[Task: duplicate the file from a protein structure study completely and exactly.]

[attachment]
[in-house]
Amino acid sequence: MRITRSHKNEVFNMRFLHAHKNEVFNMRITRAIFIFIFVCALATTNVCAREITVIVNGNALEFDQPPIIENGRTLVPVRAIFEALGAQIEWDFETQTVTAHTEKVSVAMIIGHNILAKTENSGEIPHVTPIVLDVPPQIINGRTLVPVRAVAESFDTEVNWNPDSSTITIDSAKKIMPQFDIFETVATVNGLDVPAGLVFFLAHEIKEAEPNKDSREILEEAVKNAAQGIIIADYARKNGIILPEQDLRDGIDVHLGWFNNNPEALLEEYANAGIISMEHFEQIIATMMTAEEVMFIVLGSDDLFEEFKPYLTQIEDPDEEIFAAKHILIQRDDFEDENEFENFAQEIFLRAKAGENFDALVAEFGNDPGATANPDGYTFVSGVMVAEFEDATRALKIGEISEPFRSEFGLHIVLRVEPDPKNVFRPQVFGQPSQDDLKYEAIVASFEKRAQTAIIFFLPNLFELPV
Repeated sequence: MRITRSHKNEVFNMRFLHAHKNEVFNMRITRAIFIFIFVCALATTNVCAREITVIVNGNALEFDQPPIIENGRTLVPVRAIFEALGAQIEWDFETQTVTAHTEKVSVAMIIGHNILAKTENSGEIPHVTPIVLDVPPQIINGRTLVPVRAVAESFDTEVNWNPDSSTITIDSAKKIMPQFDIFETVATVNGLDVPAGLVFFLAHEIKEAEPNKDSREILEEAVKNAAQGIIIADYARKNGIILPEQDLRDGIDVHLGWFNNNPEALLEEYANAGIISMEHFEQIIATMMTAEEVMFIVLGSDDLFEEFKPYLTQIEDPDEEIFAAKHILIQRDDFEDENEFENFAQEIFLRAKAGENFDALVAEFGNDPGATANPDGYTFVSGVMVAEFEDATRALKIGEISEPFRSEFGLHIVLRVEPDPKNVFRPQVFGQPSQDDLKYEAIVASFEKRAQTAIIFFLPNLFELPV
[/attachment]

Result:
[in-house]
Amino acid sequence: MRITRSHKNEVFNMRFLHAHKNEVFNMRITRAIFIFIFVCALATTNVCAREITVIVNGNALEFDQPPIIENGRTLVPVRAIFEALGAQIEWDFETQTVTAHTEKVSVAMIIGHNILAKTENSGEIPHVTPIVLDVPPQIINGRTLVPVRAVAESFDTEVNWNPDSSTITIDSAKKIMPQFDIFETVATVNGLDVPAGLVFFLAHEIKEAEPNKDSREILEEAVKNAAQGIIIADYARKNGIILPEQDLRDGIDVHLGWFNNNPEALLEEYANAGIISMEHFEQIIATMMTAEEVMFIVLGSDDLFEEFKPYLTQIEDPDEEIFAAKHILIQRDDFEDENEFENFAQEIFLRAKAGENFDALVAEFGNDPGATANPDGYTFVSGVMVAEFEDATRALKIGEISEPFRSEFGLHIVLRVEPDPKNVFRPQVFGQPSQDDLKYEAIVASFEKRAQTAIIFFLPNLFELPV
Repeated sequence: MRITRSHKNEVFNMRFLHAHKNEVFNMRITRAIFIFIFVCALATTNVCAREITVIVNGNALEFDQPPIIENGRTLVPVRAIFEALGAQIEWDFETQTVTAHTEKVSVAMIIGHNILAKTENSGEIPHVTPIVLDVPPQIINGRTLVPVRAVAESFDTEVNWNPDSSTITIDSAKKIMPQFDIFETVATVNGLDVPAGLVFFLAHEIKEAEPNKDSREILEEAVKNAAQGIIIADYARKNGIILPEQDLRDGIDVHLGWFNNNPEALLEEYANAGIISMEHFEQIIATMMTAEEVMFIVLGSDDLFEEFKPYLTQIEDPDEEIFAAKHILIQRDDFEDENEFENFAQEIFLRAKAGENFDALVAEFGNDPGATANPDGYTFVSGVMVAEFEDATRALKIGEISEPFRSEFGLHIVLRVEPDPKNVFRPQVFGQPSQDDLKYEAIVASFEKRAQTAIIFFLPNLFELPV